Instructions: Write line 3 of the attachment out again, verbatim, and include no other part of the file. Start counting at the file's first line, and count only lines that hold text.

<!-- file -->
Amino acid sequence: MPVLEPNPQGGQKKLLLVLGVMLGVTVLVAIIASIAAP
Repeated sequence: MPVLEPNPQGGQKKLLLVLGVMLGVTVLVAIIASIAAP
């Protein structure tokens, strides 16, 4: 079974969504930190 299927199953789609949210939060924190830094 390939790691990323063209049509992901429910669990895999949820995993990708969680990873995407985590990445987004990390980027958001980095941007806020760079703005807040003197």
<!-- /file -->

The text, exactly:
């Protein structure tokens, strides 16, 4: 079974969504930190 299927199953789609949210939060924190830094 390939790691990323063209049509992901429910669990895999949820995993990708969680990873995407985590990445987004990390980027958001980095941007806020760079703005807040003197």